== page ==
I smiled and looked up, "I can break this down right now!"
Van leaned in.
“This one is easy”, I smiled and looked up to see Van’s eyes widen, “Pharaoh's what was punishment for Israel. The why was he believed they were idle. The how was to not give them straw and require the same number of bricks."
This was getting easy for me because I was becoming an expert at identifying the why, which is the key. I found its easy with the Bible: just look for the words for, that, because, and sometimes which. The last sentence of this passage blatantly stated "for they be idle", so that was the why, the cause. Then it was immediately followed with therefore which indicated an effect, a what, was coming.
"How did Israel get even?", Van asked.
I read the rest of the chapter out loud. Israel didn't get even. In fact, the people essentially pronounced a curse onto Moses in verse 21. The last two verses of the chapter showed Moses asked God why he was sent if Pharaoh was not going to obey him.
Van read the next chapter out loud. God stated He will do great works on their behalf, but there was still no retaliation by Israel or God. It was my turn to read the next chapter.
"Chapter seven", I said. "And the Lord said unto Moses, See, I have made thee a god to Pharaoh: and Aaron thy brother shall be thy prophet. Thou shalt speak all that I command thee: and Aaron thy brother shall speak unto Pharaoh, that he send the children out of Israel out of his land. And I will harden Pharaoh's heart, and multiply my signs and wonders in the land of Egypt. But Pharaoh shall not hearken unto you, that I may lay my hand upon Egypt, and bring forth mine armies, and my people the children of Israel, out of the land of Egypt by great judgments. And the Egyptians shall know that I am the Lord, when I stretch forth mine hand upon Egypt, and bring out the children of Israel from among them. And Moses and Aaron did as the Lord commanded them, so did they. And Moses..."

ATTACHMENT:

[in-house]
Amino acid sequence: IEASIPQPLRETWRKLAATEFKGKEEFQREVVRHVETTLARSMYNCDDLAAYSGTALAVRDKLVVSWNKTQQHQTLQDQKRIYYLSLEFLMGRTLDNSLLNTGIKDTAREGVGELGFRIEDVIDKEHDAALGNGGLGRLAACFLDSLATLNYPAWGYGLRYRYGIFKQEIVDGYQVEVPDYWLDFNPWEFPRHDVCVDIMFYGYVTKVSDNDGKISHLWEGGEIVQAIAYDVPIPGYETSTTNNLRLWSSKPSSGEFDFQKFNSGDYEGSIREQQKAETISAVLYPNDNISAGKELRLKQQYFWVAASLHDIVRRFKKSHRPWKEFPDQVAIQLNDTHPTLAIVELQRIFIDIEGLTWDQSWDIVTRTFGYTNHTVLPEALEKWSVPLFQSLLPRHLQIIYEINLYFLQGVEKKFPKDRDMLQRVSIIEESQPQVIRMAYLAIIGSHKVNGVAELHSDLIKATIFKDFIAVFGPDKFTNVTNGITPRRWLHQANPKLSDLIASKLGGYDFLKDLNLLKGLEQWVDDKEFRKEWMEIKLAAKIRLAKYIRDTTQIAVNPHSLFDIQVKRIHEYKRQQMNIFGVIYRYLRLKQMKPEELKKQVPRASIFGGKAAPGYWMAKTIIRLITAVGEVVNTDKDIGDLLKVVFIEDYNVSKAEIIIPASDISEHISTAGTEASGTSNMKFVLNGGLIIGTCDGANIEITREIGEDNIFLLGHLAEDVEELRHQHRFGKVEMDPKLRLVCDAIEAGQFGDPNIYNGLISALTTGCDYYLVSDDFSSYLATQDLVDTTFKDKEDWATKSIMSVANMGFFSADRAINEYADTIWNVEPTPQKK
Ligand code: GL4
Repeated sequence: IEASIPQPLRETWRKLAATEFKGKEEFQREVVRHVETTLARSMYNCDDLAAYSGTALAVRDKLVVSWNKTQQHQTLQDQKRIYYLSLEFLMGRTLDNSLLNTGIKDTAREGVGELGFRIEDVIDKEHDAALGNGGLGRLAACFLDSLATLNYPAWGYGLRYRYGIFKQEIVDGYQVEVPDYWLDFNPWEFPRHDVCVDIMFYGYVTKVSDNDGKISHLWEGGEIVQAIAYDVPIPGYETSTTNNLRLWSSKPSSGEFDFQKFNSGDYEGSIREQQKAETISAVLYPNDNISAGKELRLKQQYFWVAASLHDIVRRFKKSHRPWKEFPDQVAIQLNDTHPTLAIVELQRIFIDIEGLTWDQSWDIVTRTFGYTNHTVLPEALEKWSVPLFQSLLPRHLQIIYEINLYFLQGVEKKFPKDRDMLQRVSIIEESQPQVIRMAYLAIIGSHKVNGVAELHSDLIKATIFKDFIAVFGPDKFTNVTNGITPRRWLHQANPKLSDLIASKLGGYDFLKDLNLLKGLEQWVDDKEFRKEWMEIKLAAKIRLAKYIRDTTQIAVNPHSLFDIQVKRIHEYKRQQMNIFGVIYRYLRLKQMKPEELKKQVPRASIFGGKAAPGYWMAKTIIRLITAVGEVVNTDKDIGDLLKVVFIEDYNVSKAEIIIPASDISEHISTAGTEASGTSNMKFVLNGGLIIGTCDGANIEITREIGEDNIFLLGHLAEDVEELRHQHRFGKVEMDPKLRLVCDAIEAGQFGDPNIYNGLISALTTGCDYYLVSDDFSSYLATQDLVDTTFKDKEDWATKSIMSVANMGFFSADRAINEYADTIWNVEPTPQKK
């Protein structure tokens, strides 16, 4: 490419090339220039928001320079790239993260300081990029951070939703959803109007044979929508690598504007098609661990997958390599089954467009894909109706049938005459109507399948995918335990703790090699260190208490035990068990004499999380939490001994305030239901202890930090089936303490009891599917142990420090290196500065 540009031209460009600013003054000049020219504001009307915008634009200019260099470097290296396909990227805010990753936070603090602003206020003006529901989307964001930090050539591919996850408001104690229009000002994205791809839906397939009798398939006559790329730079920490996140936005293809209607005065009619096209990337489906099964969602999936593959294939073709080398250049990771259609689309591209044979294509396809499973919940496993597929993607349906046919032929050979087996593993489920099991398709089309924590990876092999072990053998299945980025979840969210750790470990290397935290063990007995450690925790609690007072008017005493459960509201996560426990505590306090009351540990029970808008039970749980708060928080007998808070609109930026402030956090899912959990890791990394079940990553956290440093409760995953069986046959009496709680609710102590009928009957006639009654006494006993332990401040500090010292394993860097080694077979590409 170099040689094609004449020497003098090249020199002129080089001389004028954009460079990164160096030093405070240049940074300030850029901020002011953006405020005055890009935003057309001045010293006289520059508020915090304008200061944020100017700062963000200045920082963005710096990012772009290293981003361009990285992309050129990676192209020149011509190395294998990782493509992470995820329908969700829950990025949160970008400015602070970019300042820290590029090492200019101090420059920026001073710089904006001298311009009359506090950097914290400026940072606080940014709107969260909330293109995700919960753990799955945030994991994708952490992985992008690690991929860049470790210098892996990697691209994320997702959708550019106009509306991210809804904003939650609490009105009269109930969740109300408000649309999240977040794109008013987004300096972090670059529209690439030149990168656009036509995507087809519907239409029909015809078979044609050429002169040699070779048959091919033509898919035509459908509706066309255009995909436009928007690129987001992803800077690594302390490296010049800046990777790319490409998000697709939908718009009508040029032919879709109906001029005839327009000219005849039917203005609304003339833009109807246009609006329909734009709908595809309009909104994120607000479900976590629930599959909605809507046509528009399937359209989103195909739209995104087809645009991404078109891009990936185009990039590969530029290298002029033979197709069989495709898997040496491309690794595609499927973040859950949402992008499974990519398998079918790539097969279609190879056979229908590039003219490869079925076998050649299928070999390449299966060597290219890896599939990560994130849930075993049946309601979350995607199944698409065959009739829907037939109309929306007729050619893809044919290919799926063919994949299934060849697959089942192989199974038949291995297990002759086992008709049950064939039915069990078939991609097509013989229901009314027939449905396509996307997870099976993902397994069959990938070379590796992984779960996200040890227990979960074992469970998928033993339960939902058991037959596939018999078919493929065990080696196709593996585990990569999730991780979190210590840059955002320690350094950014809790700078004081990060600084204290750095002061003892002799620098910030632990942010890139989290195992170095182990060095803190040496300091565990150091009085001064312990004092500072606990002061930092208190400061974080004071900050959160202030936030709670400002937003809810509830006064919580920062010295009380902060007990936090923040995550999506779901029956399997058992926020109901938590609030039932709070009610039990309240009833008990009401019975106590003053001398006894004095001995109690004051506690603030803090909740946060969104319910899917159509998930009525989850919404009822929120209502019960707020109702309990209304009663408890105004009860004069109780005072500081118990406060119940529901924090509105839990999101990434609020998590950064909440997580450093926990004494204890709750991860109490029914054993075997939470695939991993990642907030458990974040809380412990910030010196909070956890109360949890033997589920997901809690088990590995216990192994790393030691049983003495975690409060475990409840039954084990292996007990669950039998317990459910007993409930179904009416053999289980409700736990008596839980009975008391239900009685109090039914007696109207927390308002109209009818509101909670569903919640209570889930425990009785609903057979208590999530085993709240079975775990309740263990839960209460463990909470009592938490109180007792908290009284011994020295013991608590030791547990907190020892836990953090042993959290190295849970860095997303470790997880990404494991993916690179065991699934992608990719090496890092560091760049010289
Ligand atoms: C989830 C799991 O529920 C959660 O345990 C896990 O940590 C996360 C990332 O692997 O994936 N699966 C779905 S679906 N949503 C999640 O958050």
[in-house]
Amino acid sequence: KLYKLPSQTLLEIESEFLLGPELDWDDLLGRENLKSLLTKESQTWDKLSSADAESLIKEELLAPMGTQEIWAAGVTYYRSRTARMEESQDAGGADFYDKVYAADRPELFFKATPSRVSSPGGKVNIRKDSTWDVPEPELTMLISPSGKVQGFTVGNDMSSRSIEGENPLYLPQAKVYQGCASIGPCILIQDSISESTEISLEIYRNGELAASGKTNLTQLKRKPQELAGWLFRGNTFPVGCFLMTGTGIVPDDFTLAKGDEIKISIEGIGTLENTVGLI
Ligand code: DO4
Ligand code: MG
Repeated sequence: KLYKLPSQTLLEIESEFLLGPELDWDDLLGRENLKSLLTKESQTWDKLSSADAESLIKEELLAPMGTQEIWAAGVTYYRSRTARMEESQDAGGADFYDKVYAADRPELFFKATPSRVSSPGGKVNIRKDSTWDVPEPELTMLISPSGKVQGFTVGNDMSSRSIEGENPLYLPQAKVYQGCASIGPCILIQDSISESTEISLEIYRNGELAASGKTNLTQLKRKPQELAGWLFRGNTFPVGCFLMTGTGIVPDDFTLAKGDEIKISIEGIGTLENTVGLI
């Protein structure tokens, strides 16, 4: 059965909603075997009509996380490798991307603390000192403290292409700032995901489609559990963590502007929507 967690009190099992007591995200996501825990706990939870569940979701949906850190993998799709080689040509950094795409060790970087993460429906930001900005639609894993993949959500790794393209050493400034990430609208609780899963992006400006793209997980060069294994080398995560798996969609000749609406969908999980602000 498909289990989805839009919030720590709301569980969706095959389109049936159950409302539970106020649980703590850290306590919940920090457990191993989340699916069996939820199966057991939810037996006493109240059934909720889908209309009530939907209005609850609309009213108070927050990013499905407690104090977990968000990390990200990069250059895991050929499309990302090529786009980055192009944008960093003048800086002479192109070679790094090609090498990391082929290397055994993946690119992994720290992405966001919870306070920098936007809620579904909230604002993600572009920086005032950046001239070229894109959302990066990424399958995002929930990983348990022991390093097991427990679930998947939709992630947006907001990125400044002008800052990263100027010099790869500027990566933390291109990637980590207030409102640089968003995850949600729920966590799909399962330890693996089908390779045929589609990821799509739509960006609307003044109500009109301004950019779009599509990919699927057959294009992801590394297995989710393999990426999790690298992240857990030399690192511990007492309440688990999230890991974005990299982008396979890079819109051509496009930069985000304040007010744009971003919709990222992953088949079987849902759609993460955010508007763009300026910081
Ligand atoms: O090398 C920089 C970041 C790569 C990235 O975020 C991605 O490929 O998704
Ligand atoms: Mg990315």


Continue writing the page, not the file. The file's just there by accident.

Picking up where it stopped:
“Wait a minute. What did God do? How did He do this and why?”
I reread the passage.
"The what was God will bring out the children of Israel from Egypt. The why was so the Egyptians, and the Israelites, would know He is the Lord. The how was by hardening Pharaoh's heart...which is the issue I have with this passage."
Van said, "Are you sure there wasn't more to the how? What if the how was seen as a what?"
"So, the what becomes: God was hardening Pharaoh's heart. The why was so God could bring forth the children of Israel by great judgments. The how was...the how of the how?"
Van knew this was my cry for 'help!'. It seemed like he would lead me to details, but the more specific the information, the harder it was for me to attain it.
Van smiled, "The why included 'by great judgments'. That part was a how. If I asked you to break it down even further, you would find the next how was 'through justice'...in your words", then in a higher voice, "Judgment is an effect of justice."
I got it!
"Pharaoh and Moses interacted. Neither gained or loss. There was no need for justice to be equaled out. Then Pharaoh took from Israel. This was the second dimension response! It was Pharaoh's response to how Pharaoh interacted with Moses!"
Van smiled and began to write.
I continued, "However, Pharaoh thought he was actually evening out justice! So, Pharaoh thought everything was tied, yet God knew Pharaoh actually won and Israel lost. God knew He got to even it out if Israel chose not to. Look at the passage. God got Moses and Aaron to agree up front they would only do what God told them to do and only say what God told them to say...and God didn't do anything at this point. Was God the next one to do something?"